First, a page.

Moto Guzzi is taking their sweet time in bringing the California 1400 to market, but now we’ve got some more pictures of the machine’s prototype that show the direction designers are headed in.
Last winter, we showed you some spy pictures of the bike that suggested it would be water-cooled.
According to pictures of a more refined prototype, snapped at a Piaggio dealers’ meeting, that isn’t necessarily the case.
The photos show the latest prototype of the California with an oil cooler installed, but no liquid cooling, although there are rumours that Moto Guzzi is still working on that idea. Supposedly, this 1400cc engine will be Moto Guzzi’s new powerplant of choice, so a liquid-cooled version would make sense.
The rest of the bike’s styling should be pretty familiar – it looks a lot like your standard North American cruiser, except, of course, with a transverse V-twin. And you can call us picky, but we think it’s kinda ugly.
I love my 2002 California Stone, it’s performance and handling are amazing for a cruiser. That 1400 just may be my next bike. Once you’ve owned a ‘Guzzi, other bikes just don’t seem as fun.
You MUST give Moto Guzzi its due. The only bike that has remained true to its form and identity – while other makes prostitute themselves on the design table. There are the family of Moto Guzzi cohorts, sure. But to ride them is to understand why these fans are so minded. While manufacturers bring out all sorts of fanciful modifications (can we warm your hands with our new space age grip?) the Motor Guzzi has been righfully staid. Having said that they are offering certain mods for those who cannot cope with how biking used to be. It is all in pusuit of the almighty dollar.
well the dealer network is a bit sparse, true, but I haven’t had any problems. My Breva V1100 is a simple air-cooled pushrod v-twin – pretty easy to do most stuff oneself… And dead reliable – have had exactly zero issues in 40,000 km. That said, mine is a “modern” Guzzi – a 2007 built _after_ Aprilia bought M-G in 2003 and brought Guzzi kicking and screaming into, wel, if not into the 21st century, at least into the 80’s. Earlier Guzzi’s, well, they’ve always been pretty reliable – particularly compared with the breakdown-prone and very expensive bavarian alternatives… And I won’t mention the ridiculous products of “the tee-shirt company” (I don’t look good in a pirate costume). regarding parts and stuff, I haven’t had any problems getting parts and accessories from Echo in Edmonton or Blackfoot in Calgary – they have no dealers in Sask or Manitoba… So check out a Goose – it may not be as high-tech as an Ape or a Duck, but simple and reliable goes a long way in my book….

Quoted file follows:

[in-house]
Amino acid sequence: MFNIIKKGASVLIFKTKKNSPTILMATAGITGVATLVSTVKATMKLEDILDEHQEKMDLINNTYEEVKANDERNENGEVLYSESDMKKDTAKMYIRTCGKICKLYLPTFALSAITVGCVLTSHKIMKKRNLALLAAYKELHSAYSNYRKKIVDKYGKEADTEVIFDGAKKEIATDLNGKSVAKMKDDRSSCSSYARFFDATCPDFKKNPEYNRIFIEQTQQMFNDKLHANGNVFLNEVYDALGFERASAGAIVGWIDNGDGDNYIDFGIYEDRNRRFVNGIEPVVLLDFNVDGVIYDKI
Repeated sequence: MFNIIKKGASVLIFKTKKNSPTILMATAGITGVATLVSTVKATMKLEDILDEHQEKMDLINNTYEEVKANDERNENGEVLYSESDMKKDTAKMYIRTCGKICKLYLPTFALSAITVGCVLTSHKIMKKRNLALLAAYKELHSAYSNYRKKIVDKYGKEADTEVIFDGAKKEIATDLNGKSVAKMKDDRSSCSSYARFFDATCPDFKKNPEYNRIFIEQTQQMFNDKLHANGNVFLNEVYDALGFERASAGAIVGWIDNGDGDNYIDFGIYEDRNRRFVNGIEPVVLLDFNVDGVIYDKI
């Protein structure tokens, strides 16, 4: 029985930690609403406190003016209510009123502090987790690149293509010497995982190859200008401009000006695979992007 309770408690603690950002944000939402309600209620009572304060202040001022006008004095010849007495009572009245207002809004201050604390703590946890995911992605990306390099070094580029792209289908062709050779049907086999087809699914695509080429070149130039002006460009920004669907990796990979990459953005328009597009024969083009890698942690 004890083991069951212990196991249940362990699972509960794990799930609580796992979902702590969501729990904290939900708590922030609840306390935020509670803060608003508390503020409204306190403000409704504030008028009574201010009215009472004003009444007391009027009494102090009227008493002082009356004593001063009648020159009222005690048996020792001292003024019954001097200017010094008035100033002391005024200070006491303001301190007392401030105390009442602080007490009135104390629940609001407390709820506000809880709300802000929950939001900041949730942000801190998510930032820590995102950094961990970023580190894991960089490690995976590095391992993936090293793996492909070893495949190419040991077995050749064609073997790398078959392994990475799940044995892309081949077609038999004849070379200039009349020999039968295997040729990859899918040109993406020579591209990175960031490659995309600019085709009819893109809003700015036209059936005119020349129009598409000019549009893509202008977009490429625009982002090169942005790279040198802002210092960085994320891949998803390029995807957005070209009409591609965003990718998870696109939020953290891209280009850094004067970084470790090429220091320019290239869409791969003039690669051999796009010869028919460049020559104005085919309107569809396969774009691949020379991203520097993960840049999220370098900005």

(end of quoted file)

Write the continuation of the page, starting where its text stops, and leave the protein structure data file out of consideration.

The lack of dealer presence and reliable parts/service is a show-stopper for any but the most dedicated enthusiast in Canada.
Too bad, really. I think they have some nice machines.
Unfortunately they won’t be anything but a fringe element until they can provide a solid dealer base with dependable service.
Beauty may only be skin deep, but ugly goes straight through to the bone…
Just to be completely clear. This bike (as with all Guzzi’s0 has a LONGITUDINALLY-MOUNTED V-twin. i.e. the crankshaft orientation is longitudinal. It is all the other cruisers that are transverse. Or perverse, because for an air (aor air/oil) cooled bike, putting the engine in the frame sideways (like the tee-shirt company does, as well as all its imitators) makes absolutely no sense. Rear cylinder overheats, so the whole thing has to be tuned down… Not an issue for the LC twins from aprilia, KTM. ducati etc, but an air or oil cooled twin should have both cylinders cooled equally.
Besides, you can get at the valves easily and on a cold day, warm your hands at stop lights.
Rightly or wrongly, I’ve always heard them called transverse V-twins – whether or not that’s correct is another matter.
I had two of them, a GL500 and a GL650 Honda. The heads were easy to get at, but the waterpump, not so much. Not, of course, that you’d have that problem with an air-cooled Guzzi.